US and Korea trade deal keeps car prices higher
On Friday and Saturday, December 3 and 4, The Wall Street Journal reported that South Korea and the United States just agreed on a far-reaching deal to increase trade between the two countries, largely by reducing barriers to products – the sort of deal that's often called a free-trade agreement. But to please both sides, the deal keeps in place tariffs that both countries impose on motor vehicles, the newspaper reported.
According to the Journal, America gets five years to phase out a tariff of 2.5 percent that it now imposes on South Korean-made cars. A 25-percent tariff on Korean trucks stays in place for eight years, according to the Journal.
Korea scarcely does better. Under the deal – which still must be approved by legislatures on both sides of the Pacific – the Asian country immediately cuts in half its tariff on U.S.-made cars, reducing the levy to 4 percent. But South Korea eliminates a 10-percent tariff on American trucks as soon as the deal takes effect.
The Wall Street Journal presents those terms as a compromise, because auto imports and exports were a major sticking point that was holding up the agreement. The paper reported that, on the American side, both Ford Motor Co. and the United Auto Workers union (UAW) lobbied to keep the tariffs on Korean cars, aiming to reduce the sales of vehicles by Korea-based Hyundai Motor Co. and Kia Motors Corp. in America. (Both companies also manufacture cars in the U.S., but in non-UAW plants.)
First, a tariff is a tax. It increases the prices we consumers pay for the goods covered by the tariff.
Second, national trade gives us consumers access to more stuff.
The whole reason the Obama Administration negotiated the Korean deal is because active trade it known to increase the prosperity of the U.S. (Actually, it increases the prosperity of both trading partners, but each side is really only interested in its own prosperity.) People gain access to more products, at lower prices. It's an ultimate spread-the-wealth arrangement, because when you spend less on one thing, you have more left over to spend on another. Reducing prices across the economy adds up to more trips to McDonald's and the Ruth Chris Steak House, more refrigerators, iPods and flat-screen TVs, extra snowmobile purchases, more grapes and blueberries for the table, and on and on and on.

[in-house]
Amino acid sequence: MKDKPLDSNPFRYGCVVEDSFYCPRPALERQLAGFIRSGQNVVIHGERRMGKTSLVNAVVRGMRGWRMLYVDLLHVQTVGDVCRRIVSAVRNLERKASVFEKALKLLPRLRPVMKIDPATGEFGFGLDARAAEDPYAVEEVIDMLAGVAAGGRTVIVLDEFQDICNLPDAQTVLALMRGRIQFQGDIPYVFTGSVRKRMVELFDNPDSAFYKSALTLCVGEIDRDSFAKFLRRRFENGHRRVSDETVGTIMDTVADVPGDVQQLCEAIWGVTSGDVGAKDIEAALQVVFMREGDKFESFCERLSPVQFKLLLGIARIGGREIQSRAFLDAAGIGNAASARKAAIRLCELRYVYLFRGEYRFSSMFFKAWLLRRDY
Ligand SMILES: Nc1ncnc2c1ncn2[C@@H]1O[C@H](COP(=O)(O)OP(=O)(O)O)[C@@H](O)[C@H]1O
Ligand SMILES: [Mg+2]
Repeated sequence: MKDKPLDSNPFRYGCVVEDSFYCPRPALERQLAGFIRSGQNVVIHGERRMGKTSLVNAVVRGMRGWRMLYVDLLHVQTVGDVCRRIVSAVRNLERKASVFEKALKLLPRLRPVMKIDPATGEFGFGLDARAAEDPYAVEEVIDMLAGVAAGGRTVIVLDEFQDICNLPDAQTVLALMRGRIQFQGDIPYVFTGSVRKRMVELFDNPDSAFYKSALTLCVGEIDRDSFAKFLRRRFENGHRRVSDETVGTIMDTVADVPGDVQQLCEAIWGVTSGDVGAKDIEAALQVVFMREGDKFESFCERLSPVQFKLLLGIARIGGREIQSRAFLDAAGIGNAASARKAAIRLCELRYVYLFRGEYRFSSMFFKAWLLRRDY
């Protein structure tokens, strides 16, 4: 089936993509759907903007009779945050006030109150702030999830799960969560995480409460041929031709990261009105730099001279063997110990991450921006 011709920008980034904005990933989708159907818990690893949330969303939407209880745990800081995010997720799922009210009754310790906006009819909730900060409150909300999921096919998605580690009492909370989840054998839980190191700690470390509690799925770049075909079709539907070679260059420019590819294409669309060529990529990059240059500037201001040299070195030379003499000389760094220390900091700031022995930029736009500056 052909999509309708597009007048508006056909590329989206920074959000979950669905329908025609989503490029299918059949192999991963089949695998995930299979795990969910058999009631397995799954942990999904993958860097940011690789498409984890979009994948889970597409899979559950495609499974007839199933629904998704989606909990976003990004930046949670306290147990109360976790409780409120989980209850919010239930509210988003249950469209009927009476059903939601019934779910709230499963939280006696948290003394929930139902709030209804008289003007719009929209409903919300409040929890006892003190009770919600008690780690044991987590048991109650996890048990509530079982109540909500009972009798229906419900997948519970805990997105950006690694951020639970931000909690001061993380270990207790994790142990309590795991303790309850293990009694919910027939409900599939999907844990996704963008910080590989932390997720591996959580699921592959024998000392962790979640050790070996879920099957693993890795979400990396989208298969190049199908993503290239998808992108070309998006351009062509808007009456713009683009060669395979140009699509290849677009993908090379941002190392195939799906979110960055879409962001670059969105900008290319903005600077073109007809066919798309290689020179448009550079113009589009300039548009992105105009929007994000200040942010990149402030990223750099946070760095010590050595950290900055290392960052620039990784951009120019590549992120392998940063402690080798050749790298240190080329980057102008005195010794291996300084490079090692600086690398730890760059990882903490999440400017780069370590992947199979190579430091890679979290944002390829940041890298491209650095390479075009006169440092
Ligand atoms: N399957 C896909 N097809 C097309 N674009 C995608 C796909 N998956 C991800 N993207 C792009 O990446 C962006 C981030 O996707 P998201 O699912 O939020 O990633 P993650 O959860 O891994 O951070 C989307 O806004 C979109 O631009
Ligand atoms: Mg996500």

Naturally, that creates more work supplying refrigerators, iPods, TVs, snowmobiles, grapes and blueberries, meals at McDonald's and Ruth Chris, and on and on and on.
But it also makes life harder for companies that make goods which compete against the tariff-free imports. If you're, say, Ford Motor Co., you have to try harder to make vehicles that drivers will want to buy more than, say, attractively priced Kias.
Thus Ford, and its workers represented by the UAW, lobby hard to keep Korean autos as costly as possible.
However, while more expensive Kias may help Ford, it hurts the population at large, reducing by an increment the money people could otherwise spend otherwise.
In Henry Hazlitt's classic book Economics in One Lesson, the author stresses the importance of looking beyond the immediate beneficiaries of a policy to find all the other, unnoticed groups harmed by it. By helping, say, Ford, tariffs on Korean cars are harming people who consumer and people who supply refrigerators, iPods, TVs, snowmobiles, grapes and blueberries, meals at McDonald's and Ruth Chris, and on and on and on.